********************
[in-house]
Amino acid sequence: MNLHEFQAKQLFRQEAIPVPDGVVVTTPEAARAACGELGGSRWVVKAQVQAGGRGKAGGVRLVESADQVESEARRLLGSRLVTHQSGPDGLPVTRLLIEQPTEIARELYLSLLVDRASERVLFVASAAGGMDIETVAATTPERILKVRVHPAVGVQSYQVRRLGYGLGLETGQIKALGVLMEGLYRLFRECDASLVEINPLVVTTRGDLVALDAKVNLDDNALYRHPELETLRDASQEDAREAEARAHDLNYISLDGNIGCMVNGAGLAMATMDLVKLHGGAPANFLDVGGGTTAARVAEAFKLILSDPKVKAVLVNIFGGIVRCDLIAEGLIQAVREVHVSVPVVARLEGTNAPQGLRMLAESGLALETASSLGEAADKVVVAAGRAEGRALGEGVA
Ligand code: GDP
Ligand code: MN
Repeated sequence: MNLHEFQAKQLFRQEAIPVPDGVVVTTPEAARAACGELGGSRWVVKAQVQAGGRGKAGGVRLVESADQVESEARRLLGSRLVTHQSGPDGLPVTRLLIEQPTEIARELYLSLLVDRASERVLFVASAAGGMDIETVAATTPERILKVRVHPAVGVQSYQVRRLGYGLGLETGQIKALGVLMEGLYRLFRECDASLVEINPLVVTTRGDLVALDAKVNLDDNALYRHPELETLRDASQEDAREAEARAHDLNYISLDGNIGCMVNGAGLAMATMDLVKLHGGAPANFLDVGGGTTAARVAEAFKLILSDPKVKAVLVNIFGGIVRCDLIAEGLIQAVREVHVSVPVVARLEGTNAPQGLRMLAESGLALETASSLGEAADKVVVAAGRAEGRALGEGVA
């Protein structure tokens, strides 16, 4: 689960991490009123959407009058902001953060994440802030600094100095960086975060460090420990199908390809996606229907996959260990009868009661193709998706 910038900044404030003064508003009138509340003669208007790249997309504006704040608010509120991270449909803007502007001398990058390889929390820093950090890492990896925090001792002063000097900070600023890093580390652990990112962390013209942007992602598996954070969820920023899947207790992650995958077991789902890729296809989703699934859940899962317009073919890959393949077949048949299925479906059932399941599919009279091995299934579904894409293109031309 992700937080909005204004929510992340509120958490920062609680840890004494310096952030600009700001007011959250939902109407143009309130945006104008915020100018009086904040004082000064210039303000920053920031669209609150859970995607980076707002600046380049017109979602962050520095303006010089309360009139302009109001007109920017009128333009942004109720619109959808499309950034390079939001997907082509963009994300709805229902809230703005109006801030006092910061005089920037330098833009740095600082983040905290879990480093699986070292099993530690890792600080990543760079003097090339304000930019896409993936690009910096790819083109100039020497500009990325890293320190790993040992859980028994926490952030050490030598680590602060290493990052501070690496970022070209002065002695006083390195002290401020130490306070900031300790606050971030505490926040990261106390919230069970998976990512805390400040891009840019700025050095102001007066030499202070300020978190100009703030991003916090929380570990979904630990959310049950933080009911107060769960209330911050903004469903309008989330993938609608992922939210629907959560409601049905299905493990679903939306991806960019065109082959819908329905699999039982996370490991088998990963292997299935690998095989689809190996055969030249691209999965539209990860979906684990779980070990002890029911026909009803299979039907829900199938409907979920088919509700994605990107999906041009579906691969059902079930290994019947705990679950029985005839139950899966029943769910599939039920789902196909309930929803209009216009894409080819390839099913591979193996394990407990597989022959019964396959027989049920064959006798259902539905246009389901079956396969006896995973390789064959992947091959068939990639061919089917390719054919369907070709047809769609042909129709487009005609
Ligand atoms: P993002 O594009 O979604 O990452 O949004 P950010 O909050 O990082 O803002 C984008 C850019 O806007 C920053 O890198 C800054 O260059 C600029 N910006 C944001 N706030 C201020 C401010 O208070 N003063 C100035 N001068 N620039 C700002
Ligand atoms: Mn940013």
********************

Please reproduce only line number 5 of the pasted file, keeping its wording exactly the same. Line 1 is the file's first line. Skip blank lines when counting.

Repeated sequence: MNLHEFQAKQLFRQEAIPVPDGVVVTTPEAARAACGELGGSRWVVKAQVQAGGRGKAGGVRLVESADQVESEARRLLGSRLVTHQSGPDGLPVTRLLIEQPTEIARELYLSLLVDRASERVLFVASAAGGMDIETVAATTPERILKVRVHPAVGVQSYQVRRLGYGLGLETGQIKALGVLMEGLYRLFRECDASLVEINPLVVTTRGDLVALDAKVNLDDNALYRHPELETLRDASQEDAREAEARAHDLNYISLDGNIGCMVNGAGLAMATMDLVKLHGGAPANFLDVGGGTTAARVAEAFKLILSDPKVKAVLVNIFGGIVRCDLIAEGLIQAVREVHVSVPVVARLEGTNAPQGLRMLAESGLALETASSLGEAADKVVVAAGRAEGRALGEGVA